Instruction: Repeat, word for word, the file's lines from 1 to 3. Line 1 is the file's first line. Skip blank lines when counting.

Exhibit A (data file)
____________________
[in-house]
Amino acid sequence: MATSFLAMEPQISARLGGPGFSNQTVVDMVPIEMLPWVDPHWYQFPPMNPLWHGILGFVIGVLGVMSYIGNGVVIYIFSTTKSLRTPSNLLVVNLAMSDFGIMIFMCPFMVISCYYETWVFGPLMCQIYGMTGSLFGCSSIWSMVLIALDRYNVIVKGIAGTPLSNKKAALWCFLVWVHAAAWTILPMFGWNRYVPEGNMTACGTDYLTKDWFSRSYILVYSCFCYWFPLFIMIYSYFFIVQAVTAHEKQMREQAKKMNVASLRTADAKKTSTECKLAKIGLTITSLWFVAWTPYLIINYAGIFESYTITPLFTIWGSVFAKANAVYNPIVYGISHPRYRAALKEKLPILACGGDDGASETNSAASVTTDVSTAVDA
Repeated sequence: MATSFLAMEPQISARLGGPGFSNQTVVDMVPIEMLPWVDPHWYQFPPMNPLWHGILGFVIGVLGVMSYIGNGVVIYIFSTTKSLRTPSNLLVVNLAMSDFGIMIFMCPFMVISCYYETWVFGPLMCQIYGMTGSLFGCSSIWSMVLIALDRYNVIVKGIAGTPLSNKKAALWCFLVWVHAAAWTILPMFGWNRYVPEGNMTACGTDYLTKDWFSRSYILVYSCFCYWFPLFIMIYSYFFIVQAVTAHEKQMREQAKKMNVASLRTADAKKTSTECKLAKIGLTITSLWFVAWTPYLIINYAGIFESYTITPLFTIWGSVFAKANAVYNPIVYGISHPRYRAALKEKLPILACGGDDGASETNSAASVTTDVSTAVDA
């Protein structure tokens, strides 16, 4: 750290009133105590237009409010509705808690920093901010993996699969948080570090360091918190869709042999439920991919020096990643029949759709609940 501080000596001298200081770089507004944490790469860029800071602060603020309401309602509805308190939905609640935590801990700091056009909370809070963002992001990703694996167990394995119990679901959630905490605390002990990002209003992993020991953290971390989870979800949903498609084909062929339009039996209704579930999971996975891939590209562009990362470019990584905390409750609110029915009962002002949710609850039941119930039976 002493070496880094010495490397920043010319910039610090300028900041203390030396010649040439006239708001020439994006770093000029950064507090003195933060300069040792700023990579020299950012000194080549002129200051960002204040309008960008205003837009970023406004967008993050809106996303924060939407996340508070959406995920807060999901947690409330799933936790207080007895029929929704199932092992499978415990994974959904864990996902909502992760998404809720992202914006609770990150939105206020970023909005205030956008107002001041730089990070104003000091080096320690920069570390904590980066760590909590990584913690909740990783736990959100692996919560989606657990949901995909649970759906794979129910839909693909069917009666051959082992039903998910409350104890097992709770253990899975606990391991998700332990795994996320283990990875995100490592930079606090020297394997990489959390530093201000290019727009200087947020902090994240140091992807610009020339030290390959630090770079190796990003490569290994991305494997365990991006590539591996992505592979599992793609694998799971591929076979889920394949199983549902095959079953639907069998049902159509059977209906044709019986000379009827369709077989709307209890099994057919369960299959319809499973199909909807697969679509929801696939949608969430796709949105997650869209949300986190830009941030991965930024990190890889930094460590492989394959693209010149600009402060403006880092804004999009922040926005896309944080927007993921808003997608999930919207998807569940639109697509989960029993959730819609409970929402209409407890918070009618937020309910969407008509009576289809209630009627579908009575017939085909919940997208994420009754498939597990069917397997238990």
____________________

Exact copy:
[in-house]
Amino acid sequence: MATSFLAMEPQISARLGGPGFSNQTVVDMVPIEMLPWVDPHWYQFPPMNPLWHGILGFVIGVLGVMSYIGNGVVIYIFSTTKSLRTPSNLLVVNLAMSDFGIMIFMCPFMVISCYYETWVFGPLMCQIYGMTGSLFGCSSIWSMVLIALDRYNVIVKGIAGTPLSNKKAALWCFLVWVHAAAWTILPMFGWNRYVPEGNMTACGTDYLTKDWFSRSYILVYSCFCYWFPLFIMIYSYFFIVQAVTAHEKQMREQAKKMNVASLRTADAKKTSTECKLAKIGLTITSLWFVAWTPYLIINYAGIFESYTITPLFTIWGSVFAKANAVYNPIVYGISHPRYRAALKEKLPILACGGDDGASETNSAASVTTDVSTAVDA
Repeated sequence: MATSFLAMEPQISARLGGPGFSNQTVVDMVPIEMLPWVDPHWYQFPPMNPLWHGILGFVIGVLGVMSYIGNGVVIYIFSTTKSLRTPSNLLVVNLAMSDFGIMIFMCPFMVISCYYETWVFGPLMCQIYGMTGSLFGCSSIWSMVLIALDRYNVIVKGIAGTPLSNKKAALWCFLVWVHAAAWTILPMFGWNRYVPEGNMTACGTDYLTKDWFSRSYILVYSCFCYWFPLFIMIYSYFFIVQAVTAHEKQMREQAKKMNVASLRTADAKKTSTECKLAKIGLTITSLWFVAWTPYLIINYAGIFESYTITPLFTIWGSVFAKANAVYNPIVYGISHPRYRAALKEKLPILACGGDDGASETNSAASVTTDVSTAVDA